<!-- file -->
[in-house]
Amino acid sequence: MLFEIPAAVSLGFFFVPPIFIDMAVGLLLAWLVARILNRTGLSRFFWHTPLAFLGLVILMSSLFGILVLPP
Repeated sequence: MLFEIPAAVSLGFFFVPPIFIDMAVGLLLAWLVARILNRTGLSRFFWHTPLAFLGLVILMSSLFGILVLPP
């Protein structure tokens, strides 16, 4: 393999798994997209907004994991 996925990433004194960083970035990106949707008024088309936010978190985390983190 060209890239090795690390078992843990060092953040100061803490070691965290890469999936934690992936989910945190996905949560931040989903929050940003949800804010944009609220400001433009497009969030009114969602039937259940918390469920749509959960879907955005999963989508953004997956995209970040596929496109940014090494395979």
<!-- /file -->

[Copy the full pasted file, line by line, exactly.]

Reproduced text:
[in-house]
Amino acid sequence: MLFEIPAAVSLGFFFVPPIFIDMAVGLLLAWLVARILNRTGLSRFFWHTPLAFLGLVILMSSLFGILVLPP
Repeated sequence: MLFEIPAAVSLGFFFVPPIFIDMAVGLLLAWLVARILNRTGLSRFFWHTPLAFLGLVILMSSLFGILVLPP
């Protein structure tokens, strides 16, 4: 393999798994997209907004994991 996925990433004194960083970035990106949707008024088309936010978190985390983190 060209890239090795690390078992843990060092953040100061803490070691965290890469999936934690992936989910945190996905949560931040989903929050940003949800804010944009609220400001433009497009969030009114969602039937259940918390469920749509959960879907955005999963989508953004997956995209970040596929496109940014090494395979």